Along with over 1000 of my yoga therapy colleagues, according to a Global Yoga Therapy Day survey, I believe these four poses – Handstand, Headstand and Plough should not be taught in group classes and maybe not even in private lessons depending on the client.

Handstand and Headstand

Both of these poses require great strength, stability and skill.  The risk of falling and injuring oneself is high (even if done against a wall).  It can take months and even years to develop the muscle strength and technique to truly come into either of these poses safely.  If you are in a class with other students you not only put yourself at risk but also your peers in class.

In addition, anyone with hypertension (high blood pressure), heart disease or risk of stroke are at an even greater risk when practicing these poses.

Lastly, the average American regularly, if not chronically, suffers from cervical (neck), back and shoulder discomfort, pain or injury.  Both of these poses increase the risk of injuring any of these areas.  Anyone with eye issues like glaucoma, heartburn or indigestion, headaches, low blood pressure or osteoporosis are also at risk.

According to Erich Anderer, M.D., chief of neurosurgery at NYU Langone Hospital in Brooklyn, doing headstands without “very strong paraspinal and core musculature can cause unsafe stress on a portion of the body that was already not meant to bear weight.”  Consider what part of your body typically carries all of your body weight – your feet right?  Not your head.  And there are many other structures in place to better distribute the weight in the body when you are upright.  Not so when you stand on your head.  Your cervical spine is structured to carry the weight of your body.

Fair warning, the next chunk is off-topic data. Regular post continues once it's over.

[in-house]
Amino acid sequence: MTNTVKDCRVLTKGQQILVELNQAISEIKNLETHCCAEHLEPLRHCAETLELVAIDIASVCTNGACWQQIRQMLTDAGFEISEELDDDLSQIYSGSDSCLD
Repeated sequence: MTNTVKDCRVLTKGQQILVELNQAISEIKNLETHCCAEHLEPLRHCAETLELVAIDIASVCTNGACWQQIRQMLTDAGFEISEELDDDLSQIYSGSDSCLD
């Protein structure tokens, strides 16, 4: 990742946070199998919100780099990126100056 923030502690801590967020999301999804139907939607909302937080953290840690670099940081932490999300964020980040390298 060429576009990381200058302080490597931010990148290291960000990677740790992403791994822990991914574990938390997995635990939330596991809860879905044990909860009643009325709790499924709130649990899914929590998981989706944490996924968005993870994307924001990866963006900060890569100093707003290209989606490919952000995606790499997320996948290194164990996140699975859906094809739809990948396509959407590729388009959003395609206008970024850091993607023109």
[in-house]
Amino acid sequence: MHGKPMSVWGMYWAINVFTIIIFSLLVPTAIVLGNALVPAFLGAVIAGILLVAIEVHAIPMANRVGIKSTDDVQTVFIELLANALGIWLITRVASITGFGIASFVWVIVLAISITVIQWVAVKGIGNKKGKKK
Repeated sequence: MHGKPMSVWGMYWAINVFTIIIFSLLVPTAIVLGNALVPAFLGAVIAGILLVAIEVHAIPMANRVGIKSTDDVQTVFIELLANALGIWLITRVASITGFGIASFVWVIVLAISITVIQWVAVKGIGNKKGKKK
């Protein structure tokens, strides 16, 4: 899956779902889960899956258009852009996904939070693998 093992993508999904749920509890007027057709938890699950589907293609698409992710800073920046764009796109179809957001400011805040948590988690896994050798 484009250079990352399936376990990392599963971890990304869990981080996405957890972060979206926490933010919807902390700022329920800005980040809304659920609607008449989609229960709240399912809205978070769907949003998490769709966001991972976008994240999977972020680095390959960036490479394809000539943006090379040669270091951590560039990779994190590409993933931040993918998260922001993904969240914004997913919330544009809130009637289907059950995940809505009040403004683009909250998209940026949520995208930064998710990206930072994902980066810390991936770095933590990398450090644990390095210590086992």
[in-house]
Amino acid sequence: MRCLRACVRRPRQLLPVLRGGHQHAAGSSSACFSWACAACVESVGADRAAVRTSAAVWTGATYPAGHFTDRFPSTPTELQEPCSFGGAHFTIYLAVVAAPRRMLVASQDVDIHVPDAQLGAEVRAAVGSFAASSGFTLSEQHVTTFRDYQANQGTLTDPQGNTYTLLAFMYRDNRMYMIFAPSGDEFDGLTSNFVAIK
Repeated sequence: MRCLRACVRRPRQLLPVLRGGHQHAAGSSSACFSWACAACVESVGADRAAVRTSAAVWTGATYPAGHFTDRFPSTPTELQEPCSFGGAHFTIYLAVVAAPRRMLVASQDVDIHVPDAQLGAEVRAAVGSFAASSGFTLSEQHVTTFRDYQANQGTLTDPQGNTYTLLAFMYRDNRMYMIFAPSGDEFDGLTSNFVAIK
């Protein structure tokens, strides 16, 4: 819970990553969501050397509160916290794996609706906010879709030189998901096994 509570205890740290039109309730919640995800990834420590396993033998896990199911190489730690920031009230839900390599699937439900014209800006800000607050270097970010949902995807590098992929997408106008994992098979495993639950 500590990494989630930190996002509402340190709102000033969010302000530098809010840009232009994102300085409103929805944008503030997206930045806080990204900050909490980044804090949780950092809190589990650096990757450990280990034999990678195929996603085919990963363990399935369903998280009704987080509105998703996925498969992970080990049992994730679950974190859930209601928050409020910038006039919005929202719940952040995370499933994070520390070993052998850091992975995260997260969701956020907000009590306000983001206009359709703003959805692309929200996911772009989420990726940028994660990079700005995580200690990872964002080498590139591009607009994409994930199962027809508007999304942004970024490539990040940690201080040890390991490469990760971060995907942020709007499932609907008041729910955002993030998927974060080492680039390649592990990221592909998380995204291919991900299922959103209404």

In my mind the risks are far greater than the benefits.  I love inversions but you can get many of the same benefits by practicing downward facing dog, puppy dog, supported shoulder stand and even child’s pose.  You can even just “dangle” over your legs.  Handstand and headstand are also the most advanced postures and even seasoned teachers stay away from them.

If you want to practice handstand or headstand try ½ handstand on the wall or use an inversion chair to get the benefits of headstand.

Full Shoulder Stand & Plough

Just looking at this picture makes me cringe.  Look at that pressure on the cervical spine!!  However, you will regularly find teachers who lead students from shoulder stand into plough.  No wonder people don’t want to come to yoga.  This looks scary and it’s incredibly dangerous too.

In addition to the risk of a neck injury or strain, these are both intense inversions and as such carry the same risks as headstand and handstand for people with heart conditions, eye issues, low blood pressure, pregnancy etc.

The scary part is that in a group class rarely does a teacher have access to all of a students health history.  There might just be something in there that indicates a student shouldn’t do any of these poses.  

If you want to work with shoulderstand (there is no real alternative to plough in my mind unless you have access to a strap wall), try either of the following two options.

½ Shoulderstand keeps the weight of the body in the torso and legs.  When done properly (with or without the wall) there is very little weight in the neck or head.  Or an even more modified version without any pressure on the head and neck is to lift the arms and legs to the sky while in a supine position.

If you really want to learn any of these bigger inversions, I suggest you work privately with a teacher.  And, if the teacher gets you into the poses in just one or two lessons, be wary…it takes quite a bit of prep to develop the muscles strength, length and technique to do any of these poses.